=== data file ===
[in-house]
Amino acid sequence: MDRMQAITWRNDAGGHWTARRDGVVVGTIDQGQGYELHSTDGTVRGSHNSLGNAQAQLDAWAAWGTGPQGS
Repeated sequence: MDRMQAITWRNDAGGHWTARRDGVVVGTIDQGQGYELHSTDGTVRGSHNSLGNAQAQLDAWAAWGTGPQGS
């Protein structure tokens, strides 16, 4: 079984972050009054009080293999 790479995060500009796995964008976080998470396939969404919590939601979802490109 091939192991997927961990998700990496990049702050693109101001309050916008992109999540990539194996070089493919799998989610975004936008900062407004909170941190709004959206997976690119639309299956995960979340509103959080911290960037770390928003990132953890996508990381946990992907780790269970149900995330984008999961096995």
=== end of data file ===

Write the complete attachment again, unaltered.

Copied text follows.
[in-house]
Amino acid sequence: MDRMQAITWRNDAGGHWTARRDGVVVGTIDQGQGYELHSTDGTVRGSHNSLGNAQAQLDAWAAWGTGPQGS
Repeated sequence: MDRMQAITWRNDAGGHWTARRDGVVVGTIDQGQGYELHSTDGTVRGSHNSLGNAQAQLDAWAAWGTGPQGS
């Protein structure tokens, strides 16, 4: 079984972050009054009080293999 790479995060500009796995964008976080998470396939969404919590939601979802490109 091939192991997927961990998700990496990049702050693109101001309050916008992109999540990539194996070089493919799998989610975004936008900062407004909170941190709004959206997976690119639309299956995960979340509103959080911290960037770390928003990132953890996508990381946990992907780790269970149900995330984008999961096995």